MacUpdate, a very helpful resource that’s led users to discover our applications and kept them up-to-date for the last 13 years, has a plan to make the entire update process easier for users. When you download from MacUpdate now, you may receive a MacUpdate Installer disk image, which includes a single application, MacUpdate Installer, that you double-click to install the desired update. Here’s what you’ll see:
This all might be easier for some (really?), but it comes with one very concerning caveat:
Malware scanners, like ClamXav and Avast, can report MacUpdate Installer is infected with something named similarly to PUA.OSX.InstallCore.
At first glance, this could send a shiver down your spine. After all, news outlets have been telling you for 30 years on that infection means your data is at risk, your identity could be stolen, and your bank accounts are about to be drained. This time around, none of that is true.
PUA means Potentially Unwanted Application, and that’s the case with MacUpdate Installer. It comes with potentially unwanted software that advertises other products you might be interested in, like much of the rest of today’s free digital experience. It’s not enough anymore that you trade seconds of your life viewing ads on MacUpdate itself, you’re craving an extra dose of selling your self while drumming your fingers waiting for that update to install. Right? Yeah, didn’t think so.
And, while PUA.OSX.InstallCore means something to us, to the average person it still looks an awful lot like their Mac is about to get jacked. So, last week, when one of our users reached out to us for some kind of explanation and immediate resolution, thank you very much, we reached out to MacUpdate, in turn. Here’s how that went down:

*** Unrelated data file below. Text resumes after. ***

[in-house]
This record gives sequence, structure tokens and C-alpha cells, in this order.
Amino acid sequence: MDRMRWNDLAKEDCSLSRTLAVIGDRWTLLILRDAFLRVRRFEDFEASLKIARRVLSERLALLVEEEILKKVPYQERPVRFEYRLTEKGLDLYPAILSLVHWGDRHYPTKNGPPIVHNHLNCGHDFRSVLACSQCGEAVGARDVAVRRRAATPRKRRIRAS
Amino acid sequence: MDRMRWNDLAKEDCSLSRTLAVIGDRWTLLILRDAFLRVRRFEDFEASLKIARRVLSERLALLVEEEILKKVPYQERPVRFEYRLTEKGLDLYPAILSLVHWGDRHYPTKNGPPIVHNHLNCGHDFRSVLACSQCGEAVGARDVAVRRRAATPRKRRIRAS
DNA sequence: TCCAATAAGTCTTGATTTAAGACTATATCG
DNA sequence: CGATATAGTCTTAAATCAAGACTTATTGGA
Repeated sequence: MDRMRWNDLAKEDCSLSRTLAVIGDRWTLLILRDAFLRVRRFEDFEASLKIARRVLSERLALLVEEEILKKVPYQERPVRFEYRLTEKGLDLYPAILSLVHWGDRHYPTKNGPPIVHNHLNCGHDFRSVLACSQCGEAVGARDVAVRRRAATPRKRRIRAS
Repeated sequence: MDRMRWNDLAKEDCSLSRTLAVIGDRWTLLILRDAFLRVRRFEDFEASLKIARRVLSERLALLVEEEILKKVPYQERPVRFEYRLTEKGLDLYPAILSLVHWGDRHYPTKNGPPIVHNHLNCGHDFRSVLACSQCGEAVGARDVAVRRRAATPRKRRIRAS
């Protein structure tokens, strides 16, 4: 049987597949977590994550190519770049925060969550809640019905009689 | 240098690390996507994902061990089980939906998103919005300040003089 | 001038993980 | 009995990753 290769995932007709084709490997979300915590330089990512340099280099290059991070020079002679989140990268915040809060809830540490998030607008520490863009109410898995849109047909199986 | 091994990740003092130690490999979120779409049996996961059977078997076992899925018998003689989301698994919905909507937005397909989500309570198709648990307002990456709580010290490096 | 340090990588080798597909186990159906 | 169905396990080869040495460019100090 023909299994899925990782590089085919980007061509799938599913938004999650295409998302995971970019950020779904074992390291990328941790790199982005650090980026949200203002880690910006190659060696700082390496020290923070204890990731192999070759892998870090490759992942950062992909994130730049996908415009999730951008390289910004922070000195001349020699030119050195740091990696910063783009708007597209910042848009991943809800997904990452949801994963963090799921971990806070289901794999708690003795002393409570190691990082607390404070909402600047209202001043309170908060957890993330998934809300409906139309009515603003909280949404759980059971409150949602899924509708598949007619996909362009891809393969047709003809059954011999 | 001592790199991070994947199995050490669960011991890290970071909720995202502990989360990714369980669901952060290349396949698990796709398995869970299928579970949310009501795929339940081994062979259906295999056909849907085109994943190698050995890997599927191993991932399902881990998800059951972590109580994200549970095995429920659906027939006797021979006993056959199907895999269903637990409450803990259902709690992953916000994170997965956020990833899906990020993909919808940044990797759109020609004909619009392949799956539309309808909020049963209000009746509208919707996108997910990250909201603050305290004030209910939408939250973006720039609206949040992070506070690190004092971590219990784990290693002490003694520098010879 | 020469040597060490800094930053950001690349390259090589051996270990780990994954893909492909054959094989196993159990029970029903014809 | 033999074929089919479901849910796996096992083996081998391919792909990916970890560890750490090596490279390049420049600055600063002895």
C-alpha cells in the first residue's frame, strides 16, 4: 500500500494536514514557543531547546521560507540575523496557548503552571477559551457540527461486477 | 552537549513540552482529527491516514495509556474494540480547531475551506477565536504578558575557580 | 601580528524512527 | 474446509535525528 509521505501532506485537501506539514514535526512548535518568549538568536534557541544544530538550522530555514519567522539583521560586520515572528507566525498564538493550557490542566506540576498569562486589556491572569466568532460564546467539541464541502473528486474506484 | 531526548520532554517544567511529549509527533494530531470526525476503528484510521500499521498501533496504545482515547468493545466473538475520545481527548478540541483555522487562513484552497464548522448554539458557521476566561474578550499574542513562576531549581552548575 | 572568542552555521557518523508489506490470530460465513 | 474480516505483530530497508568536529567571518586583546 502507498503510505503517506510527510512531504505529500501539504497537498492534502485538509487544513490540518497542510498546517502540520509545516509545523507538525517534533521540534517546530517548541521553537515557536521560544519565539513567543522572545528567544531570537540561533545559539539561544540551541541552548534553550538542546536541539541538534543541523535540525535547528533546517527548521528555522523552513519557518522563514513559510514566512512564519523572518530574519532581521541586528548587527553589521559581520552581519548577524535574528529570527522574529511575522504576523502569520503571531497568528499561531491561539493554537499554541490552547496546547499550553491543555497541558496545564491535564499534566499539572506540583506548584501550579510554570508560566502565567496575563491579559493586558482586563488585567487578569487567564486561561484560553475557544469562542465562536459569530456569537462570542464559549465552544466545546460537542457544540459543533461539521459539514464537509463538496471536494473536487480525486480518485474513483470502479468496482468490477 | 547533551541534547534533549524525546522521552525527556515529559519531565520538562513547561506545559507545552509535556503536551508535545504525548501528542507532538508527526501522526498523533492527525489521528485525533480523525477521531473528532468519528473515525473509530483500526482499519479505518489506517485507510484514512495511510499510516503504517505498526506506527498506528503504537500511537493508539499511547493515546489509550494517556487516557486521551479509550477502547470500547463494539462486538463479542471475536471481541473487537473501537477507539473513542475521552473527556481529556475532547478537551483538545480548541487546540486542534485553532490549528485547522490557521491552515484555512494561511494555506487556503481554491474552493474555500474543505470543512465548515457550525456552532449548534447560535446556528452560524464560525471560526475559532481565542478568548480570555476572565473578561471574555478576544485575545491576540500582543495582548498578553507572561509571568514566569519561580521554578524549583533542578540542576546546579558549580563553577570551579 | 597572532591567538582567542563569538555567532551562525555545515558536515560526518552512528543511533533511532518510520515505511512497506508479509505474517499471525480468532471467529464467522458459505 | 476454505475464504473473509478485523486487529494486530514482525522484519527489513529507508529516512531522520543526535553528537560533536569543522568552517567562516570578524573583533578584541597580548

Hi Keith,Thank you for providing me with that. I am still not showing on the listing that the installer is present. Either way, the installer is not an “infection” it is used to help users get the app installed instead of it sitting in their downloads folder.There is nothing harmful about the installer and it is something that we use and create ourselves.Please let me know if you have any other questions.Cheers,JoelContent Editor/SupportMacUpdateClick this link to view frequently asked questions: http://deals.macupdate.com/faq
On Fri, 1 Apr at 10:26 AM , Keith Gugliotto <firstname.lastname@example.org> wrote:Hi Joel! Thanks for getting back to us.
We downloaded ClamXav and only used it to scan the MacUpdate Installer.app on the MacUpdate Installer disk image. The issue only occurs with the MacUpdate Installer version of the download. Here’s a screenshot showing the infection:I’ve also come across reports that this has happened with other developers’ applications delivered via MacUpdate Installer.Keith GugliottoPrimordial Sea CaptainOn Apr 1, 2016, at 8:48 AM, Joel L – MacUpdate <email@example.com> wrote:Hi Keith,Thanks for reaching out to us. Are you referring to this listing:http://www.macupdate.com/app/mac/23162/audiobook-builder?If so, when downloading it I as unable to replicate the issue that you mentioned in the email. Do you have any screenshots of this issue?Please let me know if you have any other questions.Cheers,JoelContent Editor/SupportMacUpdateClick this link to view frequently asked questions: http://deals.macupdate.com/faq